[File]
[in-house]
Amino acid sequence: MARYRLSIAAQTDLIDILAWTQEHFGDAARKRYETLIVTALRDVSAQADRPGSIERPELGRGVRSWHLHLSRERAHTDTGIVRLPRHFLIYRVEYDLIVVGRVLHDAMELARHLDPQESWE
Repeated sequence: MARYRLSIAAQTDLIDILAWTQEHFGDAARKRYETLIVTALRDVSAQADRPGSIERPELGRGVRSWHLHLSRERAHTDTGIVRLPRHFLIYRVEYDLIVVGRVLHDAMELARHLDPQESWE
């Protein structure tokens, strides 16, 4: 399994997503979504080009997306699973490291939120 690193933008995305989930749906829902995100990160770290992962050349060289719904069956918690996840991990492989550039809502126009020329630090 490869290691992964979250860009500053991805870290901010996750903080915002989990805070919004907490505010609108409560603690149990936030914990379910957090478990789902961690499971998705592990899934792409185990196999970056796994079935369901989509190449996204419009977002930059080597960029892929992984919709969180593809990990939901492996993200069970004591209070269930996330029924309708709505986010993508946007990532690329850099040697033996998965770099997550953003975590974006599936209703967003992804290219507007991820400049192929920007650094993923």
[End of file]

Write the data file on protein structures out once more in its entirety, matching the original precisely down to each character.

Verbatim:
[in-house]
Amino acid sequence: MARYRLSIAAQTDLIDILAWTQEHFGDAARKRYETLIVTALRDVSAQADRPGSIERPELGRGVRSWHLHLSRERAHTDTGIVRLPRHFLIYRVEYDLIVVGRVLHDAMELARHLDPQESWE
Repeated sequence: MARYRLSIAAQTDLIDILAWTQEHFGDAARKRYETLIVTALRDVSAQADRPGSIERPELGRGVRSWHLHLSRERAHTDTGIVRLPRHFLIYRVEYDLIVVGRVLHDAMELARHLDPQESWE
């Protein structure tokens, strides 16, 4: 399994997503979504080009997306699973490291939120 690193933008995305989930749906829902995100990160770290992962050349060289719904069956918690996840991990492989550039809502126009020329630090 490869290691992964979250860009500053991805870290901010996750903080915002989990805070919004907490505010609108409560603690149990936030914990379910957090478990789902961690499971998705592990899934792409185990196999970056796994079935369901989509190449996204419009977002930059080597960029892929992984919709969180593809990990939901492996993200069970004591209070269930996330029924309708709505986010993508946007990532690329850099040697033996998965770099997550953003975590974006599936209703967003992804290219507007991820400049192929920007650094993923």